Primary Custody: The Myth of Gender Bias

Primary custody is a pivotal issue for parents involved in a divorce, and there is a common myth that a gender bias exists in the courts when primary custody is at issue in the case.

While this may be a common belief “on the streets,” in my experience it is not something that holds true.

Perhaps 15 to 20 years ago, you might have seen gender bias among the courts and custody issues. However, you’ll find the courts to be more balanced in their perspective. This is certainly the case here in Travis, Williamson, Bastrop and Hays Counties. In my experience, the only time I can honestly say I’ve seen a bias is with infants and very small children. But even if a mother is still breast-feeding her baby, a capable father should have the right to consistent visits to bond with his child, as this time with the father is critical to a child’s attachment and health development. Once kids pass the age of 12 months, I have been in many circumstances in which both parents shared equal custody, or the father won primary custody.

Today, many fathers are more educated and informed about child rearing and adapting their work schedules to spend time bonding with their children. The traditional notion that fathers cannot find the time to act as single parents is long gone. In today’s world of telecommuting, home-based business and flexible employment schedules, dads can incorporate 50-50 custody or even primary custody situations into their lives more easily than ever before. Frequently both parents are required to work and share the parenting responsibilities, meaning that each is equally capable of serving as the children’s primary parent. As a result, courts truly do look for what’s in the child’s best interest, regardless of gender.

Even when dealing with infants, however, a mom with a history of alcohol or substance abuse, neglect, violence, or serious mental health or medical issues may obviously not be capable of being a primary parent. This may have been the case in a two-parent household, but once separation occurs, it is a very different story having to parent all by oneself during the primary week.

Of course, most cases are not quite so clear-cut. If the scales between a father and mother are fairly evenly balanced, which is typical for most situations, courts then usually look to more subtle issues such as:

(1) Does the child have special needs?

(2) Does the child require significant/intensive care and supervision?

(3) How far apart do the parents live?

(4) How well can the parents cooperate with the other?

(5) Do the parents encourage a relationship with the child and the other parent?

(6) How well do the parents communicate to the other?

(7) Stability in that person’s work, personal, living, and other areas of life?

(8) Does a parent seek to undermine the child’s relationship with the other parent?
For dads, there are some basics such as:

(1) How connected you are with your children?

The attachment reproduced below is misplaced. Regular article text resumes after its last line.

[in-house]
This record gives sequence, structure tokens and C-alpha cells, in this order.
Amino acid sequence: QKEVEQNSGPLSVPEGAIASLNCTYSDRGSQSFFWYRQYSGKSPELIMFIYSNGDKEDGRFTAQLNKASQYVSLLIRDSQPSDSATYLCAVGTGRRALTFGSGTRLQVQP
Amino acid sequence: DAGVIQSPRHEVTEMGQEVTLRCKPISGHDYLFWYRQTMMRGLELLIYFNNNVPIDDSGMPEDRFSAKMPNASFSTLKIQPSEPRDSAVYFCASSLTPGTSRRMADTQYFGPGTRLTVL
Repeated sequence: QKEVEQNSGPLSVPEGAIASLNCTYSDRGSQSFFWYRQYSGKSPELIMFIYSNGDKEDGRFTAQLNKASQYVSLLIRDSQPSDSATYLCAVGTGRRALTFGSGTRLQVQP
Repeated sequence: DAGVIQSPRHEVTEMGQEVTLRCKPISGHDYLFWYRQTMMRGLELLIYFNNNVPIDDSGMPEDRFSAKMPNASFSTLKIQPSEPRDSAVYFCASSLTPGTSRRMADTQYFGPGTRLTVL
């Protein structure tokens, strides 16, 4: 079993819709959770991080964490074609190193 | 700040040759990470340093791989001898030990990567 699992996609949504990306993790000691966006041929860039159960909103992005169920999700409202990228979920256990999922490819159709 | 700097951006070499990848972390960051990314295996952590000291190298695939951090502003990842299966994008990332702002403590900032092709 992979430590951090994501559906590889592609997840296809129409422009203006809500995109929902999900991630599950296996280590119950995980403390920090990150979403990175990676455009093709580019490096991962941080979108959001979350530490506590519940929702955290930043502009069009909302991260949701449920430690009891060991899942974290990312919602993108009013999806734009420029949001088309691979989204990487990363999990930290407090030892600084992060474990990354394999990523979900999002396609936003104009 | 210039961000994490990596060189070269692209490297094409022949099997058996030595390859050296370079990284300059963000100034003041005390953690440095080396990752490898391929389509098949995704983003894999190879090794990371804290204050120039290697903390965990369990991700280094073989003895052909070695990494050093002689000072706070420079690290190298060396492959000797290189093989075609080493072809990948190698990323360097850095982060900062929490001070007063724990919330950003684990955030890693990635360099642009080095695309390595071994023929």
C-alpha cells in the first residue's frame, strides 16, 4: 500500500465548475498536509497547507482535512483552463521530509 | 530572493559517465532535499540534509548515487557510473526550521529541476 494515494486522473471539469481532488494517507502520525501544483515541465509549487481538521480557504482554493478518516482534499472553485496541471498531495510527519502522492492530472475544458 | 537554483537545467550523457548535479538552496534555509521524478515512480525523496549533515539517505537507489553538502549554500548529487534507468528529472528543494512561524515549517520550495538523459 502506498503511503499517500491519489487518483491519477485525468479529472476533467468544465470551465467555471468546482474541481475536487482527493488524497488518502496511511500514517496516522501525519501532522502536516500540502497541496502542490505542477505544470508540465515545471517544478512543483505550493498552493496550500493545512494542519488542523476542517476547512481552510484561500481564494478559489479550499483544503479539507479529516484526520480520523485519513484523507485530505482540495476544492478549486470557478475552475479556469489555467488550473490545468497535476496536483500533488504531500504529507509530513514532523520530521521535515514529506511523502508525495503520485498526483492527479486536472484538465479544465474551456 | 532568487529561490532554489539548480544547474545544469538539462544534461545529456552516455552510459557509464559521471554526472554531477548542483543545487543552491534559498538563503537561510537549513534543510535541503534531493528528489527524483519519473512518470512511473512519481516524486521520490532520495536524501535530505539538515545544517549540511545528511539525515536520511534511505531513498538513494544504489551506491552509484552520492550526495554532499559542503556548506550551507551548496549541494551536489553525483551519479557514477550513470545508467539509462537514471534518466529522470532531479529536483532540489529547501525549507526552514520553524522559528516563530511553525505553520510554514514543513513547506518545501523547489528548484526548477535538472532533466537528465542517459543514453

(2) How plugged in you are to their daily lives and activities?

(3) Do you know your children’s doctors, teachers or other professionals?

(4) Do you take part in their school events? Extra-curriculars?

(5) Do you willingly provide financial support for the children?

(6) Have you demonstrated consistent behavior and a strong parent-child bond?

(7) Is there another relationship, and are the kids spending time with that partner?

These are the questions the court will ask; the same questions will be raised about the mother. Of course this list of factors is by no means exhaustive or all-inclusive, and the factors the court chooses to weigh varies on a case-by-case basis. But these factors can indicate to the court how much cooperation and attention both parents should be able to devote to the child’s welfare, above their own issues with the other parent, both separately and together.

If you are a truly involved father and can set aside conflict with the other parent and truly cooperatively parent with the mother and your life/work circumstances allow you significant with your children, you might be surprised at how willingly the court will consider or even award equal, joint, custody and visitation or depending on the circumstances primary custody.

Such fathers carry a kind of premium at the family law courthouse. It is exceedingly rare to see a father fighting for such rights in court where he has proven himself capable of putting aside his conflict with the other parent. However, it is still possible that the other side may continue to drive the conflict, and this is where experienced legal counsel and representation can truly pay off.

Ultimately, you can expect primary custody to be awarded to the parent who offers the more stable, supportive life for the child. With respect to “dad’s rights,” primary custody is only part of the picture. The term “primary custody” is commonly misunderstood until a parent truly understands what joint conservatorship in Texas means and the myriad of options available through negotiation. If you feel that primary custody is an issue in your case, our law office can help you.

Put the experience of our law firm to work by contacting us today at (512) 628-2550 to discuss your case. You can also contact Mr. Evans directly at his private email address service@evansflg.com.